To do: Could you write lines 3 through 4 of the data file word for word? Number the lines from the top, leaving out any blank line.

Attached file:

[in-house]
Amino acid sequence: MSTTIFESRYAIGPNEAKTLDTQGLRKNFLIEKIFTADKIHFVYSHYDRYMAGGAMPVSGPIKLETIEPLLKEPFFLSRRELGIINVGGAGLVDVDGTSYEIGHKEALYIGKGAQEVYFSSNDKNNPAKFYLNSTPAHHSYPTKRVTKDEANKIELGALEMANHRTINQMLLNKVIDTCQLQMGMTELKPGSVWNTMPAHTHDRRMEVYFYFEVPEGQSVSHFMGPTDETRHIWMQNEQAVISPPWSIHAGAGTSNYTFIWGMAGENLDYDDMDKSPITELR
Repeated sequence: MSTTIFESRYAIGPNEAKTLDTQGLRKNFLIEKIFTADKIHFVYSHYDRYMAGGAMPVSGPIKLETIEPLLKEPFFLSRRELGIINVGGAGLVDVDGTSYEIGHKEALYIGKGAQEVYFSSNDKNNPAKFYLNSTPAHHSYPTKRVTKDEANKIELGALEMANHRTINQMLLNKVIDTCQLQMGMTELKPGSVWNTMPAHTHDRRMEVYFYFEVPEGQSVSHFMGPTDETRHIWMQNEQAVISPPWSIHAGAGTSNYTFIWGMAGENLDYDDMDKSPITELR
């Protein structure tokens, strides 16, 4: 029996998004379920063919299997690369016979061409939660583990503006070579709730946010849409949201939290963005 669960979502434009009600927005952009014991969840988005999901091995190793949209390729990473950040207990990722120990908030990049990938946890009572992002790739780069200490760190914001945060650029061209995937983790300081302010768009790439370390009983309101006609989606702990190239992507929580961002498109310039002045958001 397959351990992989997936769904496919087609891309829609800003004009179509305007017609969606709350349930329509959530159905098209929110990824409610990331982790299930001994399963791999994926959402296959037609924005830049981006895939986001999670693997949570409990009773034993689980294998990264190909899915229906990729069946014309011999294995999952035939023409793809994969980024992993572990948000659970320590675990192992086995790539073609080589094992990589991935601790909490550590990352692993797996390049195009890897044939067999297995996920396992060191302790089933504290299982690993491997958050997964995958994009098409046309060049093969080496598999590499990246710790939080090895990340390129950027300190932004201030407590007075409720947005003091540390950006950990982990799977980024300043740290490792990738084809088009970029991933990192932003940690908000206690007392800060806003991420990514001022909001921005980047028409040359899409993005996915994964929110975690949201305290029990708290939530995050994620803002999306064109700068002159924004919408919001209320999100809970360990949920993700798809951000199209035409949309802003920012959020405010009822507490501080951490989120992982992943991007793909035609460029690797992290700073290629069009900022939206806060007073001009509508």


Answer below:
Repeated sequence: MSTTIFESRYAIGPNEAKTLDTQGLRKNFLIEKIFTADKIHFVYSHYDRYMAGGAMPVSGPIKLETIEPLLKEPFFLSRRELGIINVGGAGLVDVDGTSYEIGHKEALYIGKGAQEVYFSSNDKNNPAKFYLNSTPAHHSYPTKRVTKDEANKIELGALEMANHRTINQMLLNKVIDTCQLQMGMTELKPGSVWNTMPAHTHDRRMEVYFYFEVPEGQSVSHFMGPTDETRHIWMQNEQAVISPPWSIHAGAGTSNYTFIWGMAGENLDYDDMDKSPITELR
């Protein structure tokens, strides 16, 4: 029996998004379920063919299997690369016979061409939660583990503006070579709730946010849409949201939290963005 669960979502434009009600927005952009014991969840988005999901091995190793949209390729990473950040207990990722120990908030990049990938946890009572992002790739780069200490760190914001945060650029061209995937983790300081302010768009790439370390009983309101006609989606702990190239992507929580961002498109310039002045958001 397959351990992989997936769904496919087609891309829609800003004009179509305007017609969606709350349930329509959530159905098209929110990824409610990331982790299930001994399963791999994926959402296959037609924005830049981006895939986001999670693997949570409990009773034993689980294998990264190909899915229906990729069946014309011999294995999952035939023409793809994969980024992993572990948000659970320590675990192992086995790539073609080589094992990589991935601790909490550590990352692993797996390049195009890897044939067999297995996920396992060191302790089933504290299982690993491997958050997964995958994009098409046309060049093969080496598999590499990246710790939080090895990340390129950027300190932004201030407590007075409720947005003091540390950006950990982990799977980024300043740290490792990738084809088009970029991933990192932003940690908000206690007392800060806003991420990514001022909001921005980047028409040359899409993005996915994964929110975690949201305290029990708290939530995050994620803002999306064109700068002159924004919408919001209320999100809970360990949920993700798809951000199209035409949309802003920012959020405010009822507490501080951490989120992982992943991007793909035609460029690797992290700073290629069009900022939206806060007073001009509508």